• crisis management
  • simulation
  • team training

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Footnotes

  • Contributors ED is a specialist and educator in emergency medicine. He contributed to the conception of the study, the acquisition, analysis and interpretation of data, drafting and revising the manuscript and approving the current version submitted for publication. JLF and CHS are specialists in emergency medicine and contributed to the acquisition of data, revising the manuscript and approving the current version submitted for publication. WDD is a Professor of Biostatistics and Preventive Medicine and contributed to the analysis and interpretation of data, revising the manuscript and approving the current version submitted for publication. AB is a Professor of Practical Medical Education and contributed to the conception of the study, the interpretation of data, revising the manuscript and approving the current version submitted for publication. UE is a Professor of Emergency Medicine and Associate Professor of Physiology. He contributed to the conception of the study, the analysis and interpretation of data, revising the manuscript and approving the current version submitted for publication.

  • Funding This study was funded by Region Skåne (ALF 2018-0152, REGSKANE-627931, REGSKANE-814271).

  • Competing interests None declared.

  • Patient consent for publication Not required.

  • Ethics approval The study was approved by Lund’s Regional Ethics Committee (Dnr 2013/858) and the heads of the four emergency departments, and all study participants gave written consent.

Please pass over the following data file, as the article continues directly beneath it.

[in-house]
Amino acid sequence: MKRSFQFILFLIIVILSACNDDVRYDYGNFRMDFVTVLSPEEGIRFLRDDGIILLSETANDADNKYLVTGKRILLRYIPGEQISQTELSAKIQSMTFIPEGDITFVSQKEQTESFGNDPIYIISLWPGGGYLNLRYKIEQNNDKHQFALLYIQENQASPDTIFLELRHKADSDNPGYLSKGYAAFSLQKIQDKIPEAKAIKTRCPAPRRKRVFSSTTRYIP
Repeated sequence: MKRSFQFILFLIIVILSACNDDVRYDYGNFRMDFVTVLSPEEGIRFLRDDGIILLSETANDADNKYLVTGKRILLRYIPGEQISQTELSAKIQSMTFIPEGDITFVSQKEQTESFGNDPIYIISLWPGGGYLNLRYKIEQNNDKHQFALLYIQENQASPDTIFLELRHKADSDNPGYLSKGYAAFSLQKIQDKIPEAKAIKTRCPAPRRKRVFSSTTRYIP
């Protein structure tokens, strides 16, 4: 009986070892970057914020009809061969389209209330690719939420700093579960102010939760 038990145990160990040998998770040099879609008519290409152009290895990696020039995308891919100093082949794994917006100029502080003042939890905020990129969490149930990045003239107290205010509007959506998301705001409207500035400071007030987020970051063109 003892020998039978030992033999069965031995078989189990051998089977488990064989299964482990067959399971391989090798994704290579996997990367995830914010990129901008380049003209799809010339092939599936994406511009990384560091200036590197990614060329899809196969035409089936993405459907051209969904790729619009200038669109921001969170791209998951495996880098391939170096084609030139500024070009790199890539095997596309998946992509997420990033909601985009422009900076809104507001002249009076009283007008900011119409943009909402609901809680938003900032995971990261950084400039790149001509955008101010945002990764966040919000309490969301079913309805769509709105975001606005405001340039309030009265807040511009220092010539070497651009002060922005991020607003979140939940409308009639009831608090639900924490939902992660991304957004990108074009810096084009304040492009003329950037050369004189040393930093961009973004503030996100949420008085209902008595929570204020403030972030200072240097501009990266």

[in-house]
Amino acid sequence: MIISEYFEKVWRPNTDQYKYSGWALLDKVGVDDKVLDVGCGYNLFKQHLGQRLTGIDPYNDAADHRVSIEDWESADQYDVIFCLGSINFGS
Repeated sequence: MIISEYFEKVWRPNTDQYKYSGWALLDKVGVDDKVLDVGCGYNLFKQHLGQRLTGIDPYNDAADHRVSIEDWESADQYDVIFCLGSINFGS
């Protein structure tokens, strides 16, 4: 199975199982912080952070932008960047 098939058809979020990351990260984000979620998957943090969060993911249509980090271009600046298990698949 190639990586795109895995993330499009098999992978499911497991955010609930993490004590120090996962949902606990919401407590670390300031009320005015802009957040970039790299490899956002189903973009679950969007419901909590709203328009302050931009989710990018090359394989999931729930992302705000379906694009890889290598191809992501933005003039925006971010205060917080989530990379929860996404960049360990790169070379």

• Provenance and peer review Not commissioned; externally peer reviewed.

  • Data availability statement Data are available in a public, open access repository. All data relevant to the study are included in the article or uploaded as supplementary information. The data collected for this study and the programs that analysed these data are publicly available. The data for this study are posted athttps://www.dropbox.com/sh/u1xfkz2s7fyjxsc/AAD3l3ZL1mHqoeRkNDkTCKr0adl=0inanExcelspreadsheetnamed Checklists_ED_interventions.xlsx.It is freely available to anyone. To make a copy of this file, go to this URL, pull down the Open box next to Checklists_ED_interventions.xlsx and select 'Open in Excel'.

  • Supplemental material This content has been supplied by the author(s). It has not been vetted by BMJ Publishing Group Limited (BMJ) and may not have been peer-reviewed. Any opinions or recommendations discussed are solely those of the author(s) and are not endorsed by BMJ. BMJ disclaims all liability and responsibility arising from any reliance placed on the content. Where the content includes any translated material, BMJ does not warrant the accuracy and reliability of the translations (including but not limited to local regulations, clinical guidelines, terminology, drug names and drug dosages), and is not responsible for any error and/or omissions arising from translation and adaptation or otherwise.